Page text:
Transformers Types, Uses, and Applications

Learn about the features and potential configurations of transformers beyond step-up and step-down including core medium, winding arrangement and potential uses.

Transformer Types and Applications

From their earliest designs in 1836, transformers are one of electrical engineering’s oldest developments. They use the principle of electromagnetic induction to convert voltages between a pair of circuits without the need for a physical connection between those circuits. Applications for this principle, however, go beyond the basic “step-up” and “step-down” transformers you’ll see distributing electricity.

We categorize transformers based on the functions they serve. In their most basic application, transformers change voltage levels, so we classify them by whether they increase voltage (step-up), or decrease it (step-down). Other categories include core medium, winding arrangement, configuration, and intended use.

Transformer Cores: Iron and Air

Transformer cores use two main media: iron and air. In air-core transformers, the windings sit on a non-magnetic medium and induction linkage occurs through the air. These transformers are less efficient regarding mutual inductance, but they eliminate hysteresis and eddy current losses. Iron cores, on the other hand, build the windings on a ring made of thin iron plates clamped together to provide better flux linkage and increased efficiency.

Transformer Winding Arrangement

Most transformers consist of a pair of windings. However, a specific kind of transformer, called an autotransformer, uses a single winding that is tapped on one side to provide either step-up or step-down ability. Autotransformers offer greater efficiency since the single winding automatically connects both magnetically and electrically. On the other hand, because of the direct connection between the high-voltage input and low-voltage output, many consider autotransformers unsafe for use in standard distribution circuits.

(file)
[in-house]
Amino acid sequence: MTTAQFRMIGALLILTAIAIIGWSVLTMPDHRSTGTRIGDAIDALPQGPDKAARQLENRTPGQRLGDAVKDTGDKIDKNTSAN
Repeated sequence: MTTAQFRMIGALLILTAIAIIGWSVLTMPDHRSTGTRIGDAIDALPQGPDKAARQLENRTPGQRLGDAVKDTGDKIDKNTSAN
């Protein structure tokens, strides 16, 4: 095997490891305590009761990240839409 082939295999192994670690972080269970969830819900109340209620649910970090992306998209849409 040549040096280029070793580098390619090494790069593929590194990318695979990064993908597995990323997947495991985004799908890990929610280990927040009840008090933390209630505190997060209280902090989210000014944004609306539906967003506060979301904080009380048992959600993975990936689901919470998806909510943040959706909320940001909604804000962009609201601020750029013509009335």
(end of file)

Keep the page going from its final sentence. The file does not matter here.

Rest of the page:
Transformer Configuration Possibilities

Based on the phase of the system in question, transformers may have many different configurations. Single-phase transformers often power common residential utilities and have either series or parallel configurations.

Here’s one critical distinction between “three-phase power systems” and “three-phase transformers.” Three-phase power systems consist of a three-phase circuit with three single-phase transformers, while three-phase transformers consist of six windings in three pairs. Three-phase configurations require considerably fewer resources to build, making them a more economical choice for transferring large amounts of three-phase power.

Delta-wye transformers refer to the configuration of the three-phase system. These transformers apply to both three-phase power and three-phase transformers. In a delta connection, the circuits connect in a triangle shape (like the Greek letter delta), while in a wye connection, the conductors radiate from a shared center point (like the Greek letter wye).

What is a Transformer Used For? Intended Transformer Use

We categorize some types of transformers by their function: 

  • Isolation transformers, for instance, use a 1:1 ratio and do not modify the voltage at all. Instead, they isolate a grounded conductor from the circuit load.
  • Measurement transformers allow monitoring of high-power systems.
  • Instrument transformers are very precise step-down transformers used to allow instruments to read large currents without needing to pass the full power load through the instrument.
  • Another kind of precision step-down transformer, called a potential transformer, allows a standard voltmeter to read voltage on the high side of the transformer.

We may categorize transformers into step-up and step-down categories based on their effect on voltage, but we can classify them further according to their practical functions. Whatever their applications may be, transformers are fundamental to our modern system of energy distribution.

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